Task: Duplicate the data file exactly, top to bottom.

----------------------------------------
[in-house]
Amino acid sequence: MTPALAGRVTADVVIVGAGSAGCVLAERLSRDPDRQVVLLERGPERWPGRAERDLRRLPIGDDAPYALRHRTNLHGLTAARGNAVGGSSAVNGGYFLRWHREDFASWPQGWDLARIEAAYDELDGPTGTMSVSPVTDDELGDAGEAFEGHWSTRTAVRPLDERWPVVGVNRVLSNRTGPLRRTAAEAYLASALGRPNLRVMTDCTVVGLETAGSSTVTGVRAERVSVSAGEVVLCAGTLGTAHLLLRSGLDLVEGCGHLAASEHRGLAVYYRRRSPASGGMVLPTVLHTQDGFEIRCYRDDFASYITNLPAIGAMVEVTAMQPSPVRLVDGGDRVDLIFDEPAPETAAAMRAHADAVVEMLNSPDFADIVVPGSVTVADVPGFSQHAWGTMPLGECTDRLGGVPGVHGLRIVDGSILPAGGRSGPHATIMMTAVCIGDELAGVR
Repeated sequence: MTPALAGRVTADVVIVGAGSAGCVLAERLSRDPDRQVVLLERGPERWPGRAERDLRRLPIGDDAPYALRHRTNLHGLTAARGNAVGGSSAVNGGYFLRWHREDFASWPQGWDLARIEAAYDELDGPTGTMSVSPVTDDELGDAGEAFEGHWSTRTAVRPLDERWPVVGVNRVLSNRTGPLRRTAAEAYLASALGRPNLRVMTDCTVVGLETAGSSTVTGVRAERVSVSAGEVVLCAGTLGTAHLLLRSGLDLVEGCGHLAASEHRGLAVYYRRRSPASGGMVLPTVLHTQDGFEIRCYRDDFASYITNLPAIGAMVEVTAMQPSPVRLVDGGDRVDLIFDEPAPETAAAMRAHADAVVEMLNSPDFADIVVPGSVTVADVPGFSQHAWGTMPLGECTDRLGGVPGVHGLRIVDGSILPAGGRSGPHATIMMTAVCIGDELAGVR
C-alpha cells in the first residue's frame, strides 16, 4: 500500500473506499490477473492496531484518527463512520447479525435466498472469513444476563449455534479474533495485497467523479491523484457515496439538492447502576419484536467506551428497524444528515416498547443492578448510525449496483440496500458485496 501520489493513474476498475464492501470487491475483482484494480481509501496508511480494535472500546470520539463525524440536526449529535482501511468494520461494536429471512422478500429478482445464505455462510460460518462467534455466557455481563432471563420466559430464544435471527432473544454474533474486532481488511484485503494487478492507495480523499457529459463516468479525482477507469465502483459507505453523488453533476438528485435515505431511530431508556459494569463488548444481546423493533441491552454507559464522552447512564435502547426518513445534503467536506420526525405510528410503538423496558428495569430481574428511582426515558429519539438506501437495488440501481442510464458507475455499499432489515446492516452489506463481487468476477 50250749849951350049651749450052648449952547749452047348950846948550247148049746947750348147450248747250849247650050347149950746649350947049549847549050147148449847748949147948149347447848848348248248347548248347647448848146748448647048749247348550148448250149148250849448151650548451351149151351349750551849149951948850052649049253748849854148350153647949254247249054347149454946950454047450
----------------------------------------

[in-house]
Amino acid sequence: MTPALAGRVTADVVIVGAGSAGCVLAERLSRDPDRQVVLLERGPERWPGRAERDLRRLPIGDDAPYALRHRTNLHGLTAARGNAVGGSSAVNGGYFLRWHREDFASWPQGWDLARIEAAYDELDGPTGTMSVSPVTDDELGDAGEAFEGHWSTRTAVRPLDERWPVVGVNRVLSNRTGPLRRTAAEAYLASALGRPNLRVMTDCTVVGLETAGSSTVTGVRAERVSVSAGEVVLCAGTLGTAHLLLRSGLDLVEGCGHLAASEHRGLAVYYRRRSPASGGMVLPTVLHTQDGFEIRCYRDDFASYITNLPAIGAMVEVTAMQPSPVRLVDGGDRVDLIFDEPAPETAAAMRAHADAVVEMLNSPDFADIVVPGSVTVADVPGFSQHAWGTMPLGECTDRLGGVPGVHGLRIVDGSILPAGGRSGPHATIMMTAVCIGDELAGVR
Repeated sequence: MTPALAGRVTADVVIVGAGSAGCVLAERLSRDPDRQVVLLERGPERWPGRAERDLRRLPIGDDAPYALRHRTNLHGLTAARGNAVGGSSAVNGGYFLRWHREDFASWPQGWDLARIEAAYDELDGPTGTMSVSPVTDDELGDAGEAFEGHWSTRTAVRPLDERWPVVGVNRVLSNRTGPLRRTAAEAYLASALGRPNLRVMTDCTVVGLETAGSSTVTGVRAERVSVSAGEVVLCAGTLGTAHLLLRSGLDLVEGCGHLAASEHRGLAVYYRRRSPASGGMVLPTVLHTQDGFEIRCYRDDFASYITNLPAIGAMVEVTAMQPSPVRLVDGGDRVDLIFDEPAPETAAAMRAHADAVVEMLNSPDFADIVVPGSVTVADVPGFSQHAWGTMPLGECTDRLGGVPGVHGLRIVDGSILPAGGRSGPHATIMMTAVCIGDELAGVR
C-alpha cells in the first residue's frame, strides 16, 4: 500500500473506499490477473492496531484518527463512520447479525435466498472469513444476563449455534479474533495485497467523479491523484457515496439538492447502576419484536467506551428497524444528515416498547443492578448510525449496483440496500458485496 501520489493513474476498475464492501470487491475483482484494480481509501496508511480494535472500546470520539463525524440536526449529535482501511468494520461494536429471512422478500429478482445464505455462510460460518462467534455466557455481563432471563420466559430464544435471527432473544454474533474486532481488511484485503494487478492507495480523499457529459463516468479525482477507469465502483459507505453523488453533476438528485435515505431511530431508556459494569463488548444481546423493533441491552454507559464522552447512564435502547426518513445534503467536506420526525405510528410503538423496558428495569430481574428511582426515558429519539438506501437495488440501481442510464458507475455499499432489515446492516452489506463481487468476477 50250749849951350049651749450052648449952547749452047348950846948550247148049746947750348147450248747250849247650050347149950746649350947049549847549050147148449847748949147948149347447848848348248248347548248347647448848146748448647048749247348550148448250149148250849448151650548451351149151351349750551849149951948850052649049253748849854148350153647949254247249054347149454946950454047450